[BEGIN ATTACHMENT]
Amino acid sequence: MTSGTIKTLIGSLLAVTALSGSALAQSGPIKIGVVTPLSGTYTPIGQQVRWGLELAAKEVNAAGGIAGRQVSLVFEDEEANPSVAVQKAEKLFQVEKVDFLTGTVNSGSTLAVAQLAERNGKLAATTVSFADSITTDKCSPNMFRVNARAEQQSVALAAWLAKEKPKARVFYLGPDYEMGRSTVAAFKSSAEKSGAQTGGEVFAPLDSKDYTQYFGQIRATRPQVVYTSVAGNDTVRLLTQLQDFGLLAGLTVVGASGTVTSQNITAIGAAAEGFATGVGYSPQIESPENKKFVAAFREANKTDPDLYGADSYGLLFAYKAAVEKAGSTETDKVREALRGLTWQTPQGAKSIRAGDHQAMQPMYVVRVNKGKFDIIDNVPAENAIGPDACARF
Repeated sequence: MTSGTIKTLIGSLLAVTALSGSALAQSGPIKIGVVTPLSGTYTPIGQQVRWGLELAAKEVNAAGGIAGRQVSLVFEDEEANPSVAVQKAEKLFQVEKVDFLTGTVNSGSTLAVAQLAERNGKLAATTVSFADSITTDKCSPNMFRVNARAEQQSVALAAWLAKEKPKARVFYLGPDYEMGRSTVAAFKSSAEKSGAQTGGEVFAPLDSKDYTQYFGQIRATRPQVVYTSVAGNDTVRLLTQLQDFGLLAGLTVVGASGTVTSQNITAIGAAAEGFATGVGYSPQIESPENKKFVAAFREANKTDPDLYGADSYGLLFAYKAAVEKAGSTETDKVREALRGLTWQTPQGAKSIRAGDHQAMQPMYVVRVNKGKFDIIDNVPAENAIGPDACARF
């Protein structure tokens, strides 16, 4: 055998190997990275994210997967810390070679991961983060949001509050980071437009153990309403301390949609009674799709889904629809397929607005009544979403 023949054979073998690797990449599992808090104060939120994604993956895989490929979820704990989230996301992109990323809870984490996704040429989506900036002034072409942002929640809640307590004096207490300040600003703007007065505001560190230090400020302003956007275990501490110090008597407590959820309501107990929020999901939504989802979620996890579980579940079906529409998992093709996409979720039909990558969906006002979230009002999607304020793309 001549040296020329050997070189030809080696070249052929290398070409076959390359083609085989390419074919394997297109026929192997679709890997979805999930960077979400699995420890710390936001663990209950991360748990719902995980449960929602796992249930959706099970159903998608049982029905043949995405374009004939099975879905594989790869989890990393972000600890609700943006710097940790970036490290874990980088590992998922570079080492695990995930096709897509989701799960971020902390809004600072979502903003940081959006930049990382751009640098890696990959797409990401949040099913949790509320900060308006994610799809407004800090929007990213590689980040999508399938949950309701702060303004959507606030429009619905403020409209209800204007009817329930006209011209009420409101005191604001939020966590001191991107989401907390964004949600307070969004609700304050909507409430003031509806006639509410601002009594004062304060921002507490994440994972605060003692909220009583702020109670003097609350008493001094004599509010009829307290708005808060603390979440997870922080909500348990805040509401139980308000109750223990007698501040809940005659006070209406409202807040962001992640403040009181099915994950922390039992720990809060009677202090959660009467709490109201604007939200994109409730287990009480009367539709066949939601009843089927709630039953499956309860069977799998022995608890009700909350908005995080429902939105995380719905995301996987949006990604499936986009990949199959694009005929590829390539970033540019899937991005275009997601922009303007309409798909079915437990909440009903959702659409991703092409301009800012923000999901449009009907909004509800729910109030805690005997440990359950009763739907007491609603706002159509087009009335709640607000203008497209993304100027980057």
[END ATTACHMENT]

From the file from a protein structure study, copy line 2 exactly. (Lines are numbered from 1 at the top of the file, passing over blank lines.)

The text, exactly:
Repeated sequence: MTSGTIKTLIGSLLAVTALSGSALAQSGPIKIGVVTPLSGTYTPIGQQVRWGLELAAKEVNAAGGIAGRQVSLVFEDEEANPSVAVQKAEKLFQVEKVDFLTGTVNSGSTLAVAQLAERNGKLAATTVSFADSITTDKCSPNMFRVNARAEQQSVALAAWLAKEKPKARVFYLGPDYEMGRSTVAAFKSSAEKSGAQTGGEVFAPLDSKDYTQYFGQIRATRPQVVYTSVAGNDTVRLLTQLQDFGLLAGLTVVGASGTVTSQNITAIGAAAEGFATGVGYSPQIESPENKKFVAAFREANKTDPDLYGADSYGLLFAYKAAVEKAGSTETDKVREALRGLTWQTPQGAKSIRAGDHQAMQPMYVVRVNKGKFDIIDNVPAENAIGPDACARF